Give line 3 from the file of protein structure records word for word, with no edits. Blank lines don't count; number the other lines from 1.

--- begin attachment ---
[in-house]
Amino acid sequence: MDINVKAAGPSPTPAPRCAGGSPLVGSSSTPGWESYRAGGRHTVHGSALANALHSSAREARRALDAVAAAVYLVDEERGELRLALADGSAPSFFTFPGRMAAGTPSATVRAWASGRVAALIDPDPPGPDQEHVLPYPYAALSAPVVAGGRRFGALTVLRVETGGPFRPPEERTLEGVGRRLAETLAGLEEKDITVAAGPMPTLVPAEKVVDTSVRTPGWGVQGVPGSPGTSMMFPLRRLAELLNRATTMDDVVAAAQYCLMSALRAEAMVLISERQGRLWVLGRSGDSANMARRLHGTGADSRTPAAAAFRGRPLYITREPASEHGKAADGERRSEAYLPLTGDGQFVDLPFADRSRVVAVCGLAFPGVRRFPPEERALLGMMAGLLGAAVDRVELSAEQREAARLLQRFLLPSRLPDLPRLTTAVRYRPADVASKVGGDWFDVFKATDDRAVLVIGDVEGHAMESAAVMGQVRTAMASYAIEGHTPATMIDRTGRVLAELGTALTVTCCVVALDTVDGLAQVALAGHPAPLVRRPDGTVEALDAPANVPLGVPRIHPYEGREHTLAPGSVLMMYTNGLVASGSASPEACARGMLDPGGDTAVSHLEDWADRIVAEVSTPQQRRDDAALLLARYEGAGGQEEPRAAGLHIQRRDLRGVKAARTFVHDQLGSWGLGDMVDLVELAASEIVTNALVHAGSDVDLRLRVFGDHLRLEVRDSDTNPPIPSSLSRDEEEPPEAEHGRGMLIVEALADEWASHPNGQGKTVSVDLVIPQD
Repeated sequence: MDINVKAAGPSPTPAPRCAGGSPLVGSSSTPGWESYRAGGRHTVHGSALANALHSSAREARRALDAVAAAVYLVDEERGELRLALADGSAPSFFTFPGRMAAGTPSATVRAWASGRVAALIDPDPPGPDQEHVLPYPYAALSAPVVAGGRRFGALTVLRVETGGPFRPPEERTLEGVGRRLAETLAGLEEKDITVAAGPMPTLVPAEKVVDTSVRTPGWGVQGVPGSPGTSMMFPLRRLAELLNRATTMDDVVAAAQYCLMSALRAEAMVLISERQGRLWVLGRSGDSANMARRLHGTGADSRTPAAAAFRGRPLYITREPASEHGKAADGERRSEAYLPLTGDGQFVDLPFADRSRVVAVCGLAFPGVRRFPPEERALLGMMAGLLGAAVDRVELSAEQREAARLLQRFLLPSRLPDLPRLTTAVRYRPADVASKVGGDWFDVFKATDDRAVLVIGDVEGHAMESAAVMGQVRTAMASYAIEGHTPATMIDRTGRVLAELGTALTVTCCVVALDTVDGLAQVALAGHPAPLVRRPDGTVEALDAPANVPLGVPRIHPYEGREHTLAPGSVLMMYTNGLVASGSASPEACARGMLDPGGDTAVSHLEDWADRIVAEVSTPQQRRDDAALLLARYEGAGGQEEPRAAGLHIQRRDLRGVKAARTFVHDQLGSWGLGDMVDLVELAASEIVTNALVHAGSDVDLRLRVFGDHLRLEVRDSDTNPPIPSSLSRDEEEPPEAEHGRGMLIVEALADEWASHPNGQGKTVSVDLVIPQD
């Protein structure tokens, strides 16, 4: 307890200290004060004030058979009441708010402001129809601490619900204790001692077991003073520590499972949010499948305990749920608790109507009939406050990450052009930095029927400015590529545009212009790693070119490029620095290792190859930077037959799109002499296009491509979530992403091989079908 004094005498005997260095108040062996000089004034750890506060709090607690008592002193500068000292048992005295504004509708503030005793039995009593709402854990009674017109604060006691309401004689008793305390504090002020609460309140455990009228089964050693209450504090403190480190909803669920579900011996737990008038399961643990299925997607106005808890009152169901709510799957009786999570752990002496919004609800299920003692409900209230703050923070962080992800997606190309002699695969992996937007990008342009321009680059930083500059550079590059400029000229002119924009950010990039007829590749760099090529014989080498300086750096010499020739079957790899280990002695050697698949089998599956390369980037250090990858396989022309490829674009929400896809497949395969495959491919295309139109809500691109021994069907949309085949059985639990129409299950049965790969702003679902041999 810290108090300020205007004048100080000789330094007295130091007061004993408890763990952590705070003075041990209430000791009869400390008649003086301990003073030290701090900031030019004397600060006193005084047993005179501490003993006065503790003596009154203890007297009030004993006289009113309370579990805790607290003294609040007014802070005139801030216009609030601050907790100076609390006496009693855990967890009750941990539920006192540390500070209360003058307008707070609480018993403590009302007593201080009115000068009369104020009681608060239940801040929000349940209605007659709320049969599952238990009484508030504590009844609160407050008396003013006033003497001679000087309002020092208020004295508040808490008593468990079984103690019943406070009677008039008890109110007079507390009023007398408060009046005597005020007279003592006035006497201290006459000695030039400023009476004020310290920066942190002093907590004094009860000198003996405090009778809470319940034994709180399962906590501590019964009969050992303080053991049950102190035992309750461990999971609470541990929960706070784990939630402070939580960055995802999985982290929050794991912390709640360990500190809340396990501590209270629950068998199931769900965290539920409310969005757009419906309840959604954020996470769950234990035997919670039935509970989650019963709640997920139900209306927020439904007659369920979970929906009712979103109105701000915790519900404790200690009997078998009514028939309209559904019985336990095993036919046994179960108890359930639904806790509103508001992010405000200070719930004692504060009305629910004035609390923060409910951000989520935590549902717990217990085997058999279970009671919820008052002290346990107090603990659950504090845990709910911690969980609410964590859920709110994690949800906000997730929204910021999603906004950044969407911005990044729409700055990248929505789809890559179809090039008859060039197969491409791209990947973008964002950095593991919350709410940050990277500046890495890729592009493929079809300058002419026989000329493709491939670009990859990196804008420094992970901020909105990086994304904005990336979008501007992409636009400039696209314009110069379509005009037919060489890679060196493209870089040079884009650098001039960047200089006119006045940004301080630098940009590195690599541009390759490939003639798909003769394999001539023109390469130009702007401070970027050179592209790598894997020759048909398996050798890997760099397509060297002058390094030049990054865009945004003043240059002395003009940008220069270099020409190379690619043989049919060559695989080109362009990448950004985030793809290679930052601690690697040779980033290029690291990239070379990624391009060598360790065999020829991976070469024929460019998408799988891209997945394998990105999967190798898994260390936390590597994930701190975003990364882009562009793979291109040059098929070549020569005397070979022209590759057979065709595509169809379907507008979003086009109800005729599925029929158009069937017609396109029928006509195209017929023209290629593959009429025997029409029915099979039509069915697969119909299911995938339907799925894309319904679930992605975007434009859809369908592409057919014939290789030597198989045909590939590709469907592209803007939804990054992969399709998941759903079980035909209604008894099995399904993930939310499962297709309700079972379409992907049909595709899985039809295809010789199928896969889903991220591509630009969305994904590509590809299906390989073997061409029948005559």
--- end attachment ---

Repeated sequence: MDINVKAAGPSPTPAPRCAGGSPLVGSSSTPGWESYRAGGRHTVHGSALANALHSSAREARRALDAVAAAVYLVDEERGELRLALADGSAPSFFTFPGRMAAGTPSATVRAWASGRVAALIDPDPPGPDQEHVLPYPYAALSAPVVAGGRRFGALTVLRVETGGPFRPPEERTLEGVGRRLAETLAGLEEKDITVAAGPMPTLVPAEKVVDTSVRTPGWGVQGVPGSPGTSMMFPLRRLAELLNRATTMDDVVAAAQYCLMSALRAEAMVLISERQGRLWVLGRSGDSANMARRLHGTGADSRTPAAAAFRGRPLYITREPASEHGKAADGERRSEAYLPLTGDGQFVDLPFADRSRVVAVCGLAFPGVRRFPPEERALLGMMAGLLGAAVDRVELSAEQREAARLLQRFLLPSRLPDLPRLTTAVRYRPADVASKVGGDWFDVFKATDDRAVLVIGDVEGHAMESAAVMGQVRTAMASYAIEGHTPATMIDRTGRVLAELGTALTVTCCVVALDTVDGLAQVALAGHPAPLVRRPDGTVEALDAPANVPLGVPRIHPYEGREHTLAPGSVLMMYTNGLVASGSASPEACARGMLDPGGDTAVSHLEDWADRIVAEVSTPQQRRDDAALLLARYEGAGGQEEPRAAGLHIQRRDLRGVKAARTFVHDQLGSWGLGDMVDLVELAASEIVTNALVHAGSDVDLRLRVFGDHLRLEVRDSDTNPPIPSSLSRDEEEPPEAEHGRGMLIVEALADEWASHPNGQGKTVSVDLVIPQD